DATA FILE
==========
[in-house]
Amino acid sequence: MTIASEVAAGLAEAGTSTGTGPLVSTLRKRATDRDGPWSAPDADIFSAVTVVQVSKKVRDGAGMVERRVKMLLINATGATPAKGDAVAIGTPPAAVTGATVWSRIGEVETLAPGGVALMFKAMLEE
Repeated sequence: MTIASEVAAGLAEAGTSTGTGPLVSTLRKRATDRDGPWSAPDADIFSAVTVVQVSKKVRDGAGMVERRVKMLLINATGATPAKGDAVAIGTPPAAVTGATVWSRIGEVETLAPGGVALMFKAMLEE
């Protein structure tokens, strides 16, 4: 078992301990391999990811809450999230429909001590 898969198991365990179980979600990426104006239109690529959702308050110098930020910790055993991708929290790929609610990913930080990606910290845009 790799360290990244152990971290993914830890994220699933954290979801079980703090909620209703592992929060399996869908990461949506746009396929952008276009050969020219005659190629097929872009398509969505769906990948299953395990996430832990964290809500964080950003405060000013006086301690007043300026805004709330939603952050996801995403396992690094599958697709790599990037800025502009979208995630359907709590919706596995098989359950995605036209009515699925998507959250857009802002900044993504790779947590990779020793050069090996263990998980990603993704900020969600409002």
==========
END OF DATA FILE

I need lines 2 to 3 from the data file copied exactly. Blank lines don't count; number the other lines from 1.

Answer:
Amino acid sequence: MTIASEVAAGLAEAGTSTGTGPLVSTLRKRATDRDGPWSAPDADIFSAVTVVQVSKKVRDGAGMVERRVKMLLINATGATPAKGDAVAIGTPPAAVTGATVWSRIGEVETLAPGGVALMFKAMLEE
Repeated sequence: MTIASEVAAGLAEAGTSTGTGPLVSTLRKRATDRDGPWSAPDADIFSAVTVVQVSKKVRDGAGMVERRVKMLLINATGATPAKGDAVAIGTPPAAVTGATVWSRIGEVETLAPGGVALMFKAMLEE